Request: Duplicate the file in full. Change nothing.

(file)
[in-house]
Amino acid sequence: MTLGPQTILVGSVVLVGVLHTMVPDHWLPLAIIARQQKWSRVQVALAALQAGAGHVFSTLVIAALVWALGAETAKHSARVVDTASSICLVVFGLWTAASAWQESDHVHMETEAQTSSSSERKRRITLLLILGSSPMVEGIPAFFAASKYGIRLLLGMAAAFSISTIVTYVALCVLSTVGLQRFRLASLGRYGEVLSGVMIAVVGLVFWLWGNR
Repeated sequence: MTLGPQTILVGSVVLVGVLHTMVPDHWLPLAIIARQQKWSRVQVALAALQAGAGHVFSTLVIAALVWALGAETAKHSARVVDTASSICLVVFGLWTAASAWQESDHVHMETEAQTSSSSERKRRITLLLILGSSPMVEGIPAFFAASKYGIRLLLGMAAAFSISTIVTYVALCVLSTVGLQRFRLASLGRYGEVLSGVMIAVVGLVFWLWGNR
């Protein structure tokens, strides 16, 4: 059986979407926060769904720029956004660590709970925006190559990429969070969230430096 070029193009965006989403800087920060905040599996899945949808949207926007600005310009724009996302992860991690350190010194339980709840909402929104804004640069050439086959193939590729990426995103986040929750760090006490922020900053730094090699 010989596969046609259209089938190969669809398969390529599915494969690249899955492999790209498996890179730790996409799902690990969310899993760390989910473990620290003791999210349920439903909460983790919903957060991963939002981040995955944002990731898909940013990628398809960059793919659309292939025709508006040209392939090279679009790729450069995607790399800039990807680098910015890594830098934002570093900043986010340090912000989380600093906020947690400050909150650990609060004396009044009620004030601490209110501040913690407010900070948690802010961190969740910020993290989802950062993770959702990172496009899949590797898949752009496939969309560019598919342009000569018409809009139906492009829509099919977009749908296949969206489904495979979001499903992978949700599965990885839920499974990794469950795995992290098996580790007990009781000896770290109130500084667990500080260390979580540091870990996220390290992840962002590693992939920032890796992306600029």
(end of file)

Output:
[in-house]
Amino acid sequence: MTLGPQTILVGSVVLVGVLHTMVPDHWLPLAIIARQQKWSRVQVALAALQAGAGHVFSTLVIAALVWALGAETAKHSARVVDTASSICLVVFGLWTAASAWQESDHVHMETEAQTSSSSERKRRITLLLILGSSPMVEGIPAFFAASKYGIRLLLGMAAAFSISTIVTYVALCVLSTVGLQRFRLASLGRYGEVLSGVMIAVVGLVFWLWGNR
Repeated sequence: MTLGPQTILVGSVVLVGVLHTMVPDHWLPLAIIARQQKWSRVQVALAALQAGAGHVFSTLVIAALVWALGAETAKHSARVVDTASSICLVVFGLWTAASAWQESDHVHMETEAQTSSSSERKRRITLLLILGSSPMVEGIPAFFAASKYGIRLLLGMAAAFSISTIVTYVALCVLSTVGLQRFRLASLGRYGEVLSGVMIAVVGLVFWLWGNR
């Protein structure tokens, strides 16, 4: 059986979407926060769904720029956004660590709970925006190559990429969070969230430096 070029193009965006989403800087920060905040599996899945949808949207926007600005310009724009996302992860991690350190010194339980709840909402929104804004640069050439086959193939590729990426995103986040929750760090006490922020900053730094090699 010989596969046609259209089938190969669809398969390529599915494969690249899955492999790209498996890179730790996409799902690990969310899993760390989910473990620290003791999210349920439903909460983790919903957060991963939002981040995955944002990731898909940013990628398809960059793919659309292939025709508006040209392939090279679009790729450069995607790399800039990807680098910015890594830098934002570093900043986010340090912000989380600093906020947690400050909150650990609060004396009044009620004030601490209110501040913690407010900070948690802010961190969740910020993290989802950062993770959702990172496009899949590797898949752009496939969309560019598919342009000569018409809009139906492009829509099919977009749908296949969206489904495979979001499903992978949700599965990885839920499974990794469950795995992290098996580790007990009781000896770290109130500084667990500080260390979580540091870990996220390290992840962002590693992939920032890796992306600029």